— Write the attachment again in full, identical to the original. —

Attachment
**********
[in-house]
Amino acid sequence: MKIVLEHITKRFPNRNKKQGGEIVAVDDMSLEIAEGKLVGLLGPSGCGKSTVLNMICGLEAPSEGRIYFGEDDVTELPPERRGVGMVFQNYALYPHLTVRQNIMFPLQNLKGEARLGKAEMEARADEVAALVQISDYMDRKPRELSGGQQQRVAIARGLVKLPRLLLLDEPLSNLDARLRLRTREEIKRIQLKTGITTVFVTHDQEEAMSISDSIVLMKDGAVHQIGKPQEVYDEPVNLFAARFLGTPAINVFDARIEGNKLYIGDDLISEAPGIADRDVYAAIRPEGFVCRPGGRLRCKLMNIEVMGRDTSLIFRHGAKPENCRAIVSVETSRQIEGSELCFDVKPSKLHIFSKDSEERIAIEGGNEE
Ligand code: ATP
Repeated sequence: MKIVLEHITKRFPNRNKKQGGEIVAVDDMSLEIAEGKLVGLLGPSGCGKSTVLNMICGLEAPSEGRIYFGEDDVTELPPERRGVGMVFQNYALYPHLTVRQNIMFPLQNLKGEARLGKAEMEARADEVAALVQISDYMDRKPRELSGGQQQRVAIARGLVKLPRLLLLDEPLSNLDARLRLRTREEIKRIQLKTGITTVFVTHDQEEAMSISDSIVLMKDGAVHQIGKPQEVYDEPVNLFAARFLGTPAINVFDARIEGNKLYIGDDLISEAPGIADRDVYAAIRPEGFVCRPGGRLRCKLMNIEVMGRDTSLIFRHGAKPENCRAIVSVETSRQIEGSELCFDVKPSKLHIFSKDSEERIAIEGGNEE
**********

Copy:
[in-house]
Amino acid sequence: MKIVLEHITKRFPNRNKKQGGEIVAVDDMSLEIAEGKLVGLLGPSGCGKSTVLNMICGLEAPSEGRIYFGEDDVTELPPERRGVGMVFQNYALYPHLTVRQNIMFPLQNLKGEARLGKAEMEARADEVAALVQISDYMDRKPRELSGGQQQRVAIARGLVKLPRLLLLDEPLSNLDARLRLRTREEIKRIQLKTGITTVFVTHDQEEAMSISDSIVLMKDGAVHQIGKPQEVYDEPVNLFAARFLGTPAINVFDARIEGNKLYIGDDLISEAPGIADRDVYAAIRPEGFVCRPGGRLRCKLMNIEVMGRDTSLIFRHGAKPENCRAIVSVETSRQIEGSELCFDVKPSKLHIFSKDSEERIAIEGGNEE
Ligand code: ATP
Repeated sequence: MKIVLEHITKRFPNRNKKQGGEIVAVDDMSLEIAEGKLVGLLGPSGCGKSTVLNMICGLEAPSEGRIYFGEDDVTELPPERRGVGMVFQNYALYPHLTVRQNIMFPLQNLKGEARLGKAEMEARADEVAALVQISDYMDRKPRELSGGQQQRVAIARGLVKLPRLLLLDEPLSNLDARLRLRTREEIKRIQLKTGITTVFVTHDQEEAMSISDSIVLMKDGAVHQIGKPQEVYDEPVNLFAARFLGTPAINVFDARIEGNKLYIGDDLISEAPGIADRDVYAAIRPEGFVCRPGGRLRCKLMNIEVMGRDTSLIFRHGAKPENCRAIVSVETSRQIEGSELCFDVKPSKLHIFSKDSEERIAIEGGNEE